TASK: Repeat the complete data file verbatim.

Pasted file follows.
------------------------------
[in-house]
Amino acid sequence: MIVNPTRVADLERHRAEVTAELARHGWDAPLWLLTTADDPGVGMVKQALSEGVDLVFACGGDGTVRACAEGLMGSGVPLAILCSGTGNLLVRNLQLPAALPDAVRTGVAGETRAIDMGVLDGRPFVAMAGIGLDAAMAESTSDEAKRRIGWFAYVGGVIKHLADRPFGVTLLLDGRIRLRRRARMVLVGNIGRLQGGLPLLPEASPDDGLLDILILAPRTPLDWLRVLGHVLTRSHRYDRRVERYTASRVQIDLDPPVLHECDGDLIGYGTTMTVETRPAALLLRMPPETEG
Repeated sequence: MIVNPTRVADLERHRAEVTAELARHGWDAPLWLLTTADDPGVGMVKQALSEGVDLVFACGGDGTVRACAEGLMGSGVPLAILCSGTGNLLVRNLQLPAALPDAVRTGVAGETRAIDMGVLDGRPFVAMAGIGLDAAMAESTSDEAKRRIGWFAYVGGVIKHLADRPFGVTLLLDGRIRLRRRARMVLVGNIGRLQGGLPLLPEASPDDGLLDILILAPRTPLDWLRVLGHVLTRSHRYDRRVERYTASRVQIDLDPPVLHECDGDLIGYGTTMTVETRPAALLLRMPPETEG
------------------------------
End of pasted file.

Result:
[in-house]
Amino acid sequence: MIVNPTRVADLERHRAEVTAELARHGWDAPLWLLTTADDPGVGMVKQALSEGVDLVFACGGDGTVRACAEGLMGSGVPLAILCSGTGNLLVRNLQLPAALPDAVRTGVAGETRAIDMGVLDGRPFVAMAGIGLDAAMAESTSDEAKRRIGWFAYVGGVIKHLADRPFGVTLLLDGRIRLRRRARMVLVGNIGRLQGGLPLLPEASPDDGLLDILILAPRTPLDWLRVLGHVLTRSHRYDRRVERYTASRVQIDLDPPVLHECDGDLIGYGTTMTVETRPAALLLRMPPETEG
Repeated sequence: MIVNPTRVADLERHRAEVTAELARHGWDAPLWLLTTADDPGVGMVKQALSEGVDLVFACGGDGTVRACAEGLMGSGVPLAILCSGTGNLLVRNLQLPAALPDAVRTGVAGETRAIDMGVLDGRPFVAMAGIGLDAAMAESTSDEAKRRIGWFAYVGGVIKHLADRPFGVTLLLDGRIRLRRRARMVLVGNIGRLQGGLPLLPEASPDDGLLDILILAPRTPLDWLRVLGHVLTRSHRYDRRVERYTASRVQIDLDPPVLHECDGDLIGYGTTMTVETRPAALLLRMPPETEG